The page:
Unknown factors affect Pa. school budgets

June 01, 2009|By JENNIFER FITCH

Editor's note: This is the second in a two-part series focusing on the state budget impasse and its impact on residents. The first part appeared in Monday's editions.

CHAMBERSBURG, Pa. -- Pennsylvania school boards have one month before their 2009-10 budgets must be passed, but they're still working with a lot of unknowns.

Many of those questions are connected to the economy -- how much revenue will income taxes and real estate transfer fees generate? Others are connected to the state legislature, which some politicians say probably won't pass its budget by the June 30 deadline it shares with schools.

And, so, school officials are making their best guesses about how much state funding they will receive for basic and special education in the coming year.


"This is a dramatically different environment. ... I've come to a point of how much anticipating of the commonwealth's actions can I do and put into the budget," said Steve Dart, Chambersburg Area School District business manager.

The governor's budget address, announcements of stimulus fund allocations and the Pennsylvania Senate's budget proposal differed greatly. Most recently, the Senate passed Bill 850 and in it decreed that no new or increased taxes would be levied. Its provisions for education are confusing, but the essential idea is:

o Basic education funding would remain at the 2008-09 level.

o Other areas like Title 1 (for low-income students) and IDEA (special education) would face cuts.

o Federal stimulus money would be used to close gaps or provide overall increases in the areas that face cuts.

State Sen. Richard Alloway, R-Franklin/Adams/York, said state legislators and education leaders continue to question, though, how stimulus money can be utilized.

"We're still trying to get our heads around the stimulus money," he said.

Dart would argue that Title 1 and IDEA are not where money is most needed, especially if it means creating new programs that must be financially sustained when stimulus funding expires.

Waynesboro Area School District officials say they're concerned they'd lose $800,000 if the Senate's budget version passes, while the larger Chambersburg Area School District has more than $2 million in limbo. Included in Chambersburg's figure is $900,000 that was targeted for building renovations and modernization.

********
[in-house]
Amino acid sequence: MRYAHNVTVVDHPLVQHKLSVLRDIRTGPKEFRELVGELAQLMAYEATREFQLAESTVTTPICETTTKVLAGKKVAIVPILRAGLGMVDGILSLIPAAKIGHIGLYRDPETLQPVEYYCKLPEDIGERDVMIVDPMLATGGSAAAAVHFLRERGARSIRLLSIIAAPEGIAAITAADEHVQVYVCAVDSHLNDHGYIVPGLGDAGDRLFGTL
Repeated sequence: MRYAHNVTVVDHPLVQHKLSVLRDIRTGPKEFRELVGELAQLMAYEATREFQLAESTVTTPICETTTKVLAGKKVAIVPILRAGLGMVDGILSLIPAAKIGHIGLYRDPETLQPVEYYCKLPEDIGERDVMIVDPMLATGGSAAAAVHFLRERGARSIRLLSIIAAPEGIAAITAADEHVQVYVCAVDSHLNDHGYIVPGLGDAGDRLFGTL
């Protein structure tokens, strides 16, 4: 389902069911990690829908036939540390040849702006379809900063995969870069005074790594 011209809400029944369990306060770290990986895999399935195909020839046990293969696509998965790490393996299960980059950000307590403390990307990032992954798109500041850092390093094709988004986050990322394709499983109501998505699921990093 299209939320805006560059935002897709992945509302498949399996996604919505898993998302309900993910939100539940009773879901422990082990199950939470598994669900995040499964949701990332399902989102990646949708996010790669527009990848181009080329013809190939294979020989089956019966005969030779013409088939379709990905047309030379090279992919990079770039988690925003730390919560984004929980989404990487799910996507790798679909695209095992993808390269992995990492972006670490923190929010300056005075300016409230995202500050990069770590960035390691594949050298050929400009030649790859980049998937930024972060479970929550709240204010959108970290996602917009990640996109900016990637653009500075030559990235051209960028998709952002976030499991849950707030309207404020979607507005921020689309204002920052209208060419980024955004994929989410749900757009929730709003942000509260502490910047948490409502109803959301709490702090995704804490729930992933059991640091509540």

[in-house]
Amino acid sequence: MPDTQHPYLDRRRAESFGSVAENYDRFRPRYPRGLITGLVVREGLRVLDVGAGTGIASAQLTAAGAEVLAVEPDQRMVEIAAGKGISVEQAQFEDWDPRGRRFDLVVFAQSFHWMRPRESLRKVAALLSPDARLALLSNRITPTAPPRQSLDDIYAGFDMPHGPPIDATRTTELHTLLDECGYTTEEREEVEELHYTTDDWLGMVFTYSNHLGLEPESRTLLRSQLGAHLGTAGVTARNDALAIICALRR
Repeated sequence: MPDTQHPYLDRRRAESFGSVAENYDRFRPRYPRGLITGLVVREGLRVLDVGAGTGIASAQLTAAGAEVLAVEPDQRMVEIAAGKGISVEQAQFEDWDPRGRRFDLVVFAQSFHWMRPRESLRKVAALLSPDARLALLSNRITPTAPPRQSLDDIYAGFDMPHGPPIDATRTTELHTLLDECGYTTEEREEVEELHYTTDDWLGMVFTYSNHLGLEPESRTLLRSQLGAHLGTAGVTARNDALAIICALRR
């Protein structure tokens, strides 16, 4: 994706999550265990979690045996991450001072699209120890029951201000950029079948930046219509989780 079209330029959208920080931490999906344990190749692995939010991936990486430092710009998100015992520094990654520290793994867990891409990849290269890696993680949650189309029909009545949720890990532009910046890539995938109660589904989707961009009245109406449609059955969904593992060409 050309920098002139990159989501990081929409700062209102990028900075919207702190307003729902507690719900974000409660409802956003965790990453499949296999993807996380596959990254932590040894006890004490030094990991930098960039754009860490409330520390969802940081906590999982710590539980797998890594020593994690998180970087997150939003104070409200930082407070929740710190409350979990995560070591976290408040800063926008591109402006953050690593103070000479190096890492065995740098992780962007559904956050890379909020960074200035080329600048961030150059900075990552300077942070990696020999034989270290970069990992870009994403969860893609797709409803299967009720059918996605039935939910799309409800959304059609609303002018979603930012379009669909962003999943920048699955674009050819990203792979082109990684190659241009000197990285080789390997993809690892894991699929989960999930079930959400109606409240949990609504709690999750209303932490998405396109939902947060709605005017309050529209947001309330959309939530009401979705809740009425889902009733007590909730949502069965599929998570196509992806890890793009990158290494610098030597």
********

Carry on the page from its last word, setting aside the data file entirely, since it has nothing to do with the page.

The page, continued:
The final version of the state budget will surely differ from the Senate proposal. Appropriations hearings are being held in the Democrat-controlled House, where members seem more amenable to raising the personal income tax or tobacco taxes.

Alloway said the state is "approximately $3 billion in the hole" and while he knows education is important, he can't personally justify tax increases right now. He repeats that message to special interest groups and people who say that providing a quality education requires funding increases.

"They're mad at me for cutting their programs and projects. ... Is this going to be painful? Yes, on everybody's part," Alloway said.

Democratic Gov. Ed Rendell's budget proposal, which was presented in February, increased state funds for the 500 school districts by $300 million.

Chambersburg already cut $2.2 million from its tentative 2009-10 budget, which was based on the governor's proposal. Its property owners still face a 4.9 percent real estate tax increase -- and school officials haven't tackled the $2 million left out of Senate Bill 850.

In 2008-09, state contributions represented 33 percent of Chambersburg Area School District's total revenue. In 1991-92, the state contribution was 44 percent.

Shifting the financial burden onto school districts means higher real estate taxes or increased belt-tightening, Dart said.

"There's going to come a point when you're diminishing the quality of education," he said.

Dart said the school district can continue to write paychecks and pay other bills for several months if the state leaders don't pass a budget on time. It would be around the start of the second semester when revenue from local taxes would be depleted.

"We'd start running out of cash," Dart said.

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